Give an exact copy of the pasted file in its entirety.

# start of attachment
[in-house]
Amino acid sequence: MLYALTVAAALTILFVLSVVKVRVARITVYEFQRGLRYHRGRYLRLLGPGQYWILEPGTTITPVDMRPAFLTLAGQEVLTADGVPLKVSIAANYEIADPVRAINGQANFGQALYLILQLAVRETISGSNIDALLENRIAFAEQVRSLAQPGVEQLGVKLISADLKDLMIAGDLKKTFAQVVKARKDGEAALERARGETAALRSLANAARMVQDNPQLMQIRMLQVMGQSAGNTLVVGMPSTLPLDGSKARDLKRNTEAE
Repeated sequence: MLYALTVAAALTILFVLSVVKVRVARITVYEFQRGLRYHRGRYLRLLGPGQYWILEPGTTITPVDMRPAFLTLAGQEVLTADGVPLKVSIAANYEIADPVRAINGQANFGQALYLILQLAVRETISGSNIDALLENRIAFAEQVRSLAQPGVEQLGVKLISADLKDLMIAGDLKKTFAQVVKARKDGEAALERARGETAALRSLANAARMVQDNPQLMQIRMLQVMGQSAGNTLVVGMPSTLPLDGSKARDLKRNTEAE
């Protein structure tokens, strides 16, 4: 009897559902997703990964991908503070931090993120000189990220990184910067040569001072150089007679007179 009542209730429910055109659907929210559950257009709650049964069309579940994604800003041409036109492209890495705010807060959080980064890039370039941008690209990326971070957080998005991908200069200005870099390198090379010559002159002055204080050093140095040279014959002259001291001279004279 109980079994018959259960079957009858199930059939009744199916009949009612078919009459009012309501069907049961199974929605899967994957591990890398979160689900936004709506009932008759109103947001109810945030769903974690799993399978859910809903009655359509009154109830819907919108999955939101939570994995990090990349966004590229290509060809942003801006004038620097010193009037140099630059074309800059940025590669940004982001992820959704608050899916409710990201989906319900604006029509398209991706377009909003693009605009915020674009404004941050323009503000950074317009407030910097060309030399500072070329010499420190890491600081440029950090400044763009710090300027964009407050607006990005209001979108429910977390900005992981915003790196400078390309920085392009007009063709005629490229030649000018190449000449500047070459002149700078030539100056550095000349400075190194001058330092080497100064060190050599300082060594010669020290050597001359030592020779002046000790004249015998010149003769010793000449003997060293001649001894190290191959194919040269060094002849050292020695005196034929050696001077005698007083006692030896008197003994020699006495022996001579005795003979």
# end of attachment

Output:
[in-house]
Amino acid sequence: MLYALTVAAALTILFVLSVVKVRVARITVYEFQRGLRYHRGRYLRLLGPGQYWILEPGTTITPVDMRPAFLTLAGQEVLTADGVPLKVSIAANYEIADPVRAINGQANFGQALYLILQLAVRETISGSNIDALLENRIAFAEQVRSLAQPGVEQLGVKLISADLKDLMIAGDLKKTFAQVVKARKDGEAALERARGETAALRSLANAARMVQDNPQLMQIRMLQVMGQSAGNTLVVGMPSTLPLDGSKARDLKRNTEAE
Repeated sequence: MLYALTVAAALTILFVLSVVKVRVARITVYEFQRGLRYHRGRYLRLLGPGQYWILEPGTTITPVDMRPAFLTLAGQEVLTADGVPLKVSIAANYEIADPVRAINGQANFGQALYLILQLAVRETISGSNIDALLENRIAFAEQVRSLAQPGVEQLGVKLISADLKDLMIAGDLKKTFAQVVKARKDGEAALERARGETAALRSLANAARMVQDNPQLMQIRMLQVMGQSAGNTLVVGMPSTLPLDGSKARDLKRNTEAE
């Protein structure tokens, strides 16, 4: 009897559902997703990964991908503070931090993120000189990220990184910067040569001072150089007679007179 009542209730429910055109659907929210559950257009709650049964069309579940994604800003041409036109492209890495705010807060959080980064890039370039941008690209990326971070957080998005991908200069200005870099390198090379010559002159002055204080050093140095040279014959002259001291001279004279 109980079994018959259960079957009858199930059939009744199916009949009612078919009459009012309501069907049961199974929605899967994957591990890398979160689900936004709506009932008759109103947001109810945030769903974690799993399978859910809903009655359509009154109830819907919108999955939101939570994995990090990349966004590229290509060809942003801006004038620097010193009037140099630059074309800059940025590669940004982001992820959704608050899916409710990201989906319900604006029509398209991706377009909003693009605009915020674009404004941050323009503000950074317009407030910097060309030399500072070329010499420190890491600081440029950090400044763009710090300027964009407050607006990005209001979108429910977390900005992981915003790196400078390309920085392009007009063709005629490229030649000018190449000449500047070459002149700078030539100056550095000349400075190194001058330092080497100064060190050599300082060594010669020290050597001359030592020779002046000790004249015998010149003769010793000449003997060293001649001894190290191959194919040269060094002849050292020695005196034929050696001077005698007083006692030896008197003994020699006495022996001579005795003979």